Best of course is to just follow the 60's, head for higher altitudes, what's the point of living mobile if you don't move when the weather is uncomfortable?

Otherwise whether balancing an upfront investment of $6+K or a monthly fuel cost of a few hundred, it's still cheaper than paying for living on the grid.

Which is the only time aircon get cheap.
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Old 04-26-2018, 03:08 PM   #28
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I appreciate the replies guys, it helps iron out some deficiencies.

The mini split AC I have my eyes on draws 4 amps at 220 volts, and the inverter I want lists 87% efficiency but let’s just go with 80%. With a 150 amp hour bank at 24 volts, I have 3,600 watts—which, when inverted and loses 20%, gives me 2,880 watts. At 220v, that’s 13 amp hours, which essentially gives me 3 hours of full blown mini split a/c usage.

Or the way that I look at it, the AC requires 880 watts per hour to operate. With the 20% inverter loss, that’s really 1056 watts per hour, which is 44 amps at 24v. So about 3 Hours if I only have 150 amp hours.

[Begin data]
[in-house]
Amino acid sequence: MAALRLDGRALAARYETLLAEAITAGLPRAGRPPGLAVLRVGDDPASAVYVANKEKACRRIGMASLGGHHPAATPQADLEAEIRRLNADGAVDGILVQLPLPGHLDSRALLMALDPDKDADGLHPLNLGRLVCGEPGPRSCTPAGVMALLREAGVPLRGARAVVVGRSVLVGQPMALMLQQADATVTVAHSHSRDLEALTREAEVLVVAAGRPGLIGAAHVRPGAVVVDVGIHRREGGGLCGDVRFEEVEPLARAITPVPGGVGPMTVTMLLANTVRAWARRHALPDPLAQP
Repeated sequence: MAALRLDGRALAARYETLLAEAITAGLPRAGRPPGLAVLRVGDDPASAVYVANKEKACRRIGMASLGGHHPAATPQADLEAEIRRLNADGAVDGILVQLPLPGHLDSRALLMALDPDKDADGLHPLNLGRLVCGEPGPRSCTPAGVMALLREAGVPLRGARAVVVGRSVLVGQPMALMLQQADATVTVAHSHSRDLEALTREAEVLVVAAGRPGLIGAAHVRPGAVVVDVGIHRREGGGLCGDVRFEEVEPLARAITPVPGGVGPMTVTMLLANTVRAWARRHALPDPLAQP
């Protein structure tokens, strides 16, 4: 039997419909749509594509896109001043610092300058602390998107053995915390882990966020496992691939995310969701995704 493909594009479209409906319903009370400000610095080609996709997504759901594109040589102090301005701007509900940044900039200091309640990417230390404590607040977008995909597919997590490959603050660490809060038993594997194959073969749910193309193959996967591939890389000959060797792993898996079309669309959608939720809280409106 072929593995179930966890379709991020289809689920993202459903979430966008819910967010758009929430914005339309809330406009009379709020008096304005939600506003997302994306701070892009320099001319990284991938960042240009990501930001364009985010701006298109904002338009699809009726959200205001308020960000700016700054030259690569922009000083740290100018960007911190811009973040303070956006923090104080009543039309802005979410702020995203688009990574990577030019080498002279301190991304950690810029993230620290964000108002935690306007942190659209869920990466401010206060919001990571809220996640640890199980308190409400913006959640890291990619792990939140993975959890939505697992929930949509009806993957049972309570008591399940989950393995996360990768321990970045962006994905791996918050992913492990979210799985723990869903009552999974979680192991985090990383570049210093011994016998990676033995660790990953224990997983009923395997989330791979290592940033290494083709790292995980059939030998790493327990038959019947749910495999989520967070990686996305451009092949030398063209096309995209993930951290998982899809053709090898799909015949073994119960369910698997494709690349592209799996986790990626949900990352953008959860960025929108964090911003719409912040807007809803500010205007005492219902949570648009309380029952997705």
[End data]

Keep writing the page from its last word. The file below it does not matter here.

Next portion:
I understand that the listed amperage is only for maximum blow, which mini splits do not run at most of the time, but for the sake of energy planning I’m going with maximum draw all the time.

Now that’s with no charging. Let’s say the three solar panels are operating at 70% efficiency, so instead of 900w, they’re at 630 watts, which, at 24 volts, is about 26 amps. That’s only half the draw of the air conditioner, so best case scenario I can get 6 hours of full blown ac in full sun with nothing else operating.

But I don’t need that. I’m not full timing, the bus, which is about 130 square feet inside, is only used at high elevations on the west coast, so the few times I’ll actually need the air conditioner I’ll be in full sun and it’ll really only be to take naps in during the afternoon. So for my purposes, it seems that running the AC off a 24 v bank works for me.

You brought up a good point about keeping the cells balanced. My plan is to use these little guys: http://www.electriccarpartscompany.c...ers-Equalizers